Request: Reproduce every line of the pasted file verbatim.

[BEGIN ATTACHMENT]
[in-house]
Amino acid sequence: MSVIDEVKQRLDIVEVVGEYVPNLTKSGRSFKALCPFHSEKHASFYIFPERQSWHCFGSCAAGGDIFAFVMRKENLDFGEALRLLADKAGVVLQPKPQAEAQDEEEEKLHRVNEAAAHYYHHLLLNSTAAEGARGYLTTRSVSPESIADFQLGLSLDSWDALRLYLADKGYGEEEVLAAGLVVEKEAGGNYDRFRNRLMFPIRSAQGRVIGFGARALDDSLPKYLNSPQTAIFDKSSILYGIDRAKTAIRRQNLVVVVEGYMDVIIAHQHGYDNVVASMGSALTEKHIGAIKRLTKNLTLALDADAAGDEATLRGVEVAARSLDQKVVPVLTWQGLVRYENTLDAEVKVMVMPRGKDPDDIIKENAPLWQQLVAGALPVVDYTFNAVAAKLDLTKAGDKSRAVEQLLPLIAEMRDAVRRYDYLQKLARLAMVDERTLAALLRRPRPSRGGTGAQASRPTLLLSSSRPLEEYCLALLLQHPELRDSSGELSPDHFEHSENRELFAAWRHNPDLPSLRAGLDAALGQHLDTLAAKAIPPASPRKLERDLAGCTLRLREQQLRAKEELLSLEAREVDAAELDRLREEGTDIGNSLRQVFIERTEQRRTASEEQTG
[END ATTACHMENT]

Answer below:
[in-house]
Amino acid sequence: MSVIDEVKQRLDIVEVVGEYVPNLTKSGRSFKALCPFHSEKHASFYIFPERQSWHCFGSCAAGGDIFAFVMRKENLDFGEALRLLADKAGVVLQPKPQAEAQDEEEEKLHRVNEAAAHYYHHLLLNSTAAEGARGYLTTRSVSPESIADFQLGLSLDSWDALRLYLADKGYGEEEVLAAGLVVEKEAGGNYDRFRNRLMFPIRSAQGRVIGFGARALDDSLPKYLNSPQTAIFDKSSILYGIDRAKTAIRRQNLVVVVEGYMDVIIAHQHGYDNVVASMGSALTEKHIGAIKRLTKNLTLALDADAAGDEATLRGVEVAARSLDQKVVPVLTWQGLVRYENTLDAEVKVMVMPRGKDPDDIIKENAPLWQQLVAGALPVVDYTFNAVAAKLDLTKAGDKSRAVEQLLPLIAEMRDAVRRYDYLQKLARLAMVDERTLAALLRRPRPSRGGTGAQASRPTLLLSSSRPLEEYCLALLLQHPELRDSSGELSPDHFEHSENRELFAAWRHNPDLPSLRAGLDAALGQHLDTLAAKAIPPASPRKLERDLAGCTLRLREQQLRAKEELLSLEAREVDAAELDRLREEGTDIGNSLRQVFIERTEQRRTASEEQTG